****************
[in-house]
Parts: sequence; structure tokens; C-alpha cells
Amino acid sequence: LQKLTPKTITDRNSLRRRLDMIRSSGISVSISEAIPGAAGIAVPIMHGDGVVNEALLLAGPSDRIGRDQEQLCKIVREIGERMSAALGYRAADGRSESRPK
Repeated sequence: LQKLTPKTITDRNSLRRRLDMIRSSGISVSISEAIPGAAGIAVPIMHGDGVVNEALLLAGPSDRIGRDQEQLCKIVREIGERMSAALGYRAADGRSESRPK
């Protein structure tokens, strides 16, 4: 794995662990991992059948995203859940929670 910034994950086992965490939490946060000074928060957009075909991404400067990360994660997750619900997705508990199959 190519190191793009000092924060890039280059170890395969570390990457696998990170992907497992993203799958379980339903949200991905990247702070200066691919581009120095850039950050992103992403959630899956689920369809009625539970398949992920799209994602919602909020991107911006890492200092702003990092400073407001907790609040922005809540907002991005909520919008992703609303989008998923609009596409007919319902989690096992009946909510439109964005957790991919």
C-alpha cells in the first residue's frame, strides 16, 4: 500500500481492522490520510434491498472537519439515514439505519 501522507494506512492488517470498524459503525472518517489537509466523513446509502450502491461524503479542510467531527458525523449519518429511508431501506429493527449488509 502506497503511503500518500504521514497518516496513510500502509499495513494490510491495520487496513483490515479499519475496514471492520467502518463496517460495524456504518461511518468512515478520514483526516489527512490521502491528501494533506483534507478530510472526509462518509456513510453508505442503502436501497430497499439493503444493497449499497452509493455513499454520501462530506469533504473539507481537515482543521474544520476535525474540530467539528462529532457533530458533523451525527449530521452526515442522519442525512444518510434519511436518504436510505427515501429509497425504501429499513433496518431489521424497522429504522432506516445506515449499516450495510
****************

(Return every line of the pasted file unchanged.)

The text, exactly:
[in-house]
Parts: sequence; structure tokens; C-alpha cells
Amino acid sequence: LQKLTPKTITDRNSLRRRLDMIRSSGISVSISEAIPGAAGIAVPIMHGDGVVNEALLLAGPSDRIGRDQEQLCKIVREIGERMSAALGYRAADGRSESRPK
Repeated sequence: LQKLTPKTITDRNSLRRRLDMIRSSGISVSISEAIPGAAGIAVPIMHGDGVVNEALLLAGPSDRIGRDQEQLCKIVREIGERMSAALGYRAADGRSESRPK
């Protein structure tokens, strides 16, 4: 794995662990991992059948995203859940929670 910034994950086992965490939490946060000074928060957009075909991404400067990360994660997750619900997705508990199959 190519190191793009000092924060890039280059170890395969570390990457696998990170992907497992993203799958379980339903949200991905990247702070200066691919581009120095850039950050992103992403959630899956689920369809009625539970398949992920799209994602919602909020991107911006890492200092702003990092400073407001907790609040922005809540907002991005909520919008992703609303989008998923609009596409007919319902989690096992009946909510439109964005957790991919």
C-alpha cells in the first residue's frame, strides 16, 4: 500500500481492522490520510434491498472537519439515514439505519 501522507494506512492488517470498524459503525472518517489537509466523513446509502450502491461524503479542510467531527458525523449519518429511508431501506429493527449488509 502506497503511503500518500504521514497518516496513510500502509499495513494490510491495520487496513483490515479499519475496514471492520467502518463496517460495524456504518461511518468512515478520514483526516489527512490521502491528501494533506483534507478530510472526509462518509456513510453508505442503502436501497430497499439493503444493497449499497452509493455513499454520501462530506469533504473539507481537515482543521474544520476535525474540530467539528462529532457533530458533523451525527449530521452526515442522519442525512444518510434519511436518504436510505427515501429509497425504501429499513433496518431489521424497522429504522432506516445506515449499516450495510